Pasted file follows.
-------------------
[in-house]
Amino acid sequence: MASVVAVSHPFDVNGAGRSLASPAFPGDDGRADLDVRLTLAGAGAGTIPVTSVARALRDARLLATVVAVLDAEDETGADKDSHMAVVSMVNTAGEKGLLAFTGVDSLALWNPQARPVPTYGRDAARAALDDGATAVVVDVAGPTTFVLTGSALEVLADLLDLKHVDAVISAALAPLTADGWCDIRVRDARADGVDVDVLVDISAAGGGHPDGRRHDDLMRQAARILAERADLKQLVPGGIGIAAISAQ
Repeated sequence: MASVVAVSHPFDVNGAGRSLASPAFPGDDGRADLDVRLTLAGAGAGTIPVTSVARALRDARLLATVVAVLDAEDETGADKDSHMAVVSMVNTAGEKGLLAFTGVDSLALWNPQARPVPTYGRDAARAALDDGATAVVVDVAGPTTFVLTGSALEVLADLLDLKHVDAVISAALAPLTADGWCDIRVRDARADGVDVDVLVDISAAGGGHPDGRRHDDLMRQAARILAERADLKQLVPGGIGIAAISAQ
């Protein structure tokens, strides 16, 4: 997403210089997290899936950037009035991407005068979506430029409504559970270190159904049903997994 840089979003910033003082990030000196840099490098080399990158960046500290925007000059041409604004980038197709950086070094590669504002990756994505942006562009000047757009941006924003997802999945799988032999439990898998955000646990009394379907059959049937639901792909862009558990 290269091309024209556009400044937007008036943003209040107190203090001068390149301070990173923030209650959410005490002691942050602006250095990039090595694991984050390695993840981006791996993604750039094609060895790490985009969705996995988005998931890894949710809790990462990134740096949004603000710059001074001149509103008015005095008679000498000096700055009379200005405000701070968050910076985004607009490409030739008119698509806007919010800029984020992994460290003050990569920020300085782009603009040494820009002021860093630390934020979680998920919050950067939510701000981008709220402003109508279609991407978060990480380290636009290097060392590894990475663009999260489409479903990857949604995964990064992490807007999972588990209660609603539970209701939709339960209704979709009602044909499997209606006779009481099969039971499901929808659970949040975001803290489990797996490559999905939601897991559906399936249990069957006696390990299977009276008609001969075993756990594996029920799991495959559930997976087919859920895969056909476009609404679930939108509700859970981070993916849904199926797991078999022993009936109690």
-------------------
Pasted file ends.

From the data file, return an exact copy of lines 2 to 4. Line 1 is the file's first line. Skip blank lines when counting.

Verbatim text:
Amino acid sequence: MASVVAVSHPFDVNGAGRSLASPAFPGDDGRADLDVRLTLAGAGAGTIPVTSVARALRDARLLATVVAVLDAEDETGADKDSHMAVVSMVNTAGEKGLLAFTGVDSLALWNPQARPVPTYGRDAARAALDDGATAVVVDVAGPTTFVLTGSALEVLADLLDLKHVDAVISAALAPLTADGWCDIRVRDARADGVDVDVLVDISAAGGGHPDGRRHDDLMRQAARILAERADLKQLVPGGIGIAAISAQ
Repeated sequence: MASVVAVSHPFDVNGAGRSLASPAFPGDDGRADLDVRLTLAGAGAGTIPVTSVARALRDARLLATVVAVLDAEDETGADKDSHMAVVSMVNTAGEKGLLAFTGVDSLALWNPQARPVPTYGRDAARAALDDGATAVVVDVAGPTTFVLTGSALEVLADLLDLKHVDAVISAALAPLTADGWCDIRVRDARADGVDVDVLVDISAAGGGHPDGRRHDDLMRQAARILAERADLKQLVPGGIGIAAISAQ
């Protein structure tokens, strides 16, 4: 997403210089997290899936950037009035991407005068979506430029409504559970270190159904049903997994 840089979003910033003082990030000196840099490098080399990158960046500290925007000059041409604004980038197709950086070094590669504002990756994505942006562009000047757009941006924003997802999945799988032999439990898998955000646990009394379907059959049937639901792909862009558990 290269091309024209556009400044937007008036943003209040107190203090001068390149301070990173923030209650959410005490002691942050602006250095990039090595694991984050390695993840981006791996993604750039094609060895790490985009969705996995988005998931890894949710809790990462990134740096949004603000710059001074001149509103008015005095008679000498000096700055009379200005405000701070968050910076985004607009490409030739008119698509806007919010800029984020992994460290003050990569920020300085782009603009040494820009002021860093630390934020979680998920919050950067939510701000981008709220402003109508279609991407978060990480380290636009290097060392590894990475663009999260489409479903990857949604995964990064992490807007999972588990209660609603539970209701939709339960209704979709009602044909499997209606006779009481099969039971499901929808659970949040975001803290489990797996490559999905939601897991559906399936249990069957006696390990299977009276008609001969075993756990594996029920799991495959559930997976087919859920895969056909476009609404679930939108509700859970981070993916849904199926797991078999022993009936109690």